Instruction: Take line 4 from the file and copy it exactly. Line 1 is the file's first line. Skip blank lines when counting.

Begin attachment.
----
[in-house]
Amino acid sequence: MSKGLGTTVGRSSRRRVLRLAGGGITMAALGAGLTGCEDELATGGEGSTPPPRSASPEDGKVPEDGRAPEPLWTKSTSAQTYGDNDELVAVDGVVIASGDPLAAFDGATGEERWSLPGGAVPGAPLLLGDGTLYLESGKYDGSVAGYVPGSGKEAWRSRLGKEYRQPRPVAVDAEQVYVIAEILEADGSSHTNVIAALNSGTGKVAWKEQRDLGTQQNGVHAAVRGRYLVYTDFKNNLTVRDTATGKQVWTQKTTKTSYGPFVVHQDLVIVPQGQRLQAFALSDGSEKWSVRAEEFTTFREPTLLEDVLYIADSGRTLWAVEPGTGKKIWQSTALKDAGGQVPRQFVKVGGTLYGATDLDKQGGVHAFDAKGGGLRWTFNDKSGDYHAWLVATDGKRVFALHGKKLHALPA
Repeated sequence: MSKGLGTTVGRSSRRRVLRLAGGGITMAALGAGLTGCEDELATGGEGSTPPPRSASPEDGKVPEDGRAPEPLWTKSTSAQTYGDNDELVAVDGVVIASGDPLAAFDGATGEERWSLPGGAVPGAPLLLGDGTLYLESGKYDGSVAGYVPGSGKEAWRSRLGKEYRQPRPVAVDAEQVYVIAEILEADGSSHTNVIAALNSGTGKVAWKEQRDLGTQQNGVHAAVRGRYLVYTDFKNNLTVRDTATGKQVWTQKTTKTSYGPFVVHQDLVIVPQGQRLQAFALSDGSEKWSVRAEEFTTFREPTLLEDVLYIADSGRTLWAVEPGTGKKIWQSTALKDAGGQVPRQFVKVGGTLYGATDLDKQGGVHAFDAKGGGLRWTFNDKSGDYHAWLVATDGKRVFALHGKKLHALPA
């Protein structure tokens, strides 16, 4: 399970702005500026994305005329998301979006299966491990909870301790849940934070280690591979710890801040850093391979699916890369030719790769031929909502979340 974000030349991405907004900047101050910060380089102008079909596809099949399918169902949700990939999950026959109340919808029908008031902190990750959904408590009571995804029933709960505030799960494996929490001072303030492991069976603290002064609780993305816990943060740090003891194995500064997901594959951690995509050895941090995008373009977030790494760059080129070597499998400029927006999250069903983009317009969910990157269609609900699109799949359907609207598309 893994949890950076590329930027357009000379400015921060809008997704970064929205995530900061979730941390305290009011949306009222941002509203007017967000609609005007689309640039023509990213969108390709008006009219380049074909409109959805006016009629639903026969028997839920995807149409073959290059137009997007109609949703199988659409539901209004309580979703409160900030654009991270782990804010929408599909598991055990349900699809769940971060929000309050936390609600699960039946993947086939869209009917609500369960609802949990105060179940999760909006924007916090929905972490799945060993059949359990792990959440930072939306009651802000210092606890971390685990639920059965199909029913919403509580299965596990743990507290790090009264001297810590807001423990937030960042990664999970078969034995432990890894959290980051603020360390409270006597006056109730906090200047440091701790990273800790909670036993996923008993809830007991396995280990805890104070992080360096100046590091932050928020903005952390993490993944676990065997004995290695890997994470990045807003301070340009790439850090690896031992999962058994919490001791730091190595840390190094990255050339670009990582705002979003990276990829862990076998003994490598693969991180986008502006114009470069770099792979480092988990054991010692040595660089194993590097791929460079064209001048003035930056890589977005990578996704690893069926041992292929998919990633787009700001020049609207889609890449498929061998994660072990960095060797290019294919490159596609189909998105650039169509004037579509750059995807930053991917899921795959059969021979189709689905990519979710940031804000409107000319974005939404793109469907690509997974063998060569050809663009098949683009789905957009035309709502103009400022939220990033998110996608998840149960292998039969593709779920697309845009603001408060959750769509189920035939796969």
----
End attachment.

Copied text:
């Protein structure tokens, strides 16, 4: 399970702005500026994305005329998301979006299966491990909870301790849940934070280690591979710890801040850093391979699916890369030719790769031929909502979340 974000030349991405907004900047101050910060380089102008079909596809099949399918169902949700990939999950026959109340919808029908008031902190990750959904408590009571995804029933709960505030799960494996929490001072303030492991069976603290002064609780993305816990943060740090003891194995500064997901594959951690995509050895941090995008373009977030790494760059080129070597499998400029927006999250069903983009317009969910990157269609609900699109799949359907609207598309 893994949890950076590329930027357009000379400015921060809008997704970064929205995530900061979730941390305290009011949306009222941002509203007017967000609609005007689309640039023509990213969108390709008006009219380049074909409109959805006016009629639903026969028997839920995807149409073959290059137009997007109609949703199988659409539901209004309580979703409160900030654009991270782990804010929408599909598991055990349900699809769940971060929000309050936390609600699960039946993947086939869209009917609500369960609802949990105060179940999760909006924007916090929905972490799945060993059949359990792990959440930072939306009651802000210092606890971390685990639920059965199909029913919403509580299965596990743990507290790090009264001297810590807001423990937030960042990664999970078969034995432990890894959290980051603020360390409270006597006056109730906090200047440091701790990273800790909670036993996923008993809830007991396995280990805890104070992080360096100046590091932050928020903005952390993490993944676990065997004995290695890997994470990045807003301070340009790439850090690896031992999962058994919490001791730091190595840390190094990255050339670009990582705002979003990276990829862990076998003994490598693969991180986008502006114009470069770099792979480092988990054991010692040595660089194993590097791929460079064209001048003035930056890589977005990578996704690893069926041992292929998919990633787009700001020049609207889609890449498929061998994660072990960095060797290019294919490159596609189909998105650039169509004037579509750059995807930053991917899921795959059969021979189709689905990519979710940031804000409107000319974005939404793109469907690509997974063998060569050809663009098949683009789905957009035309709502103009400022939220990033998110996608998840149960292998039969593709779920697309845009603001408060959750769509189920035939796969």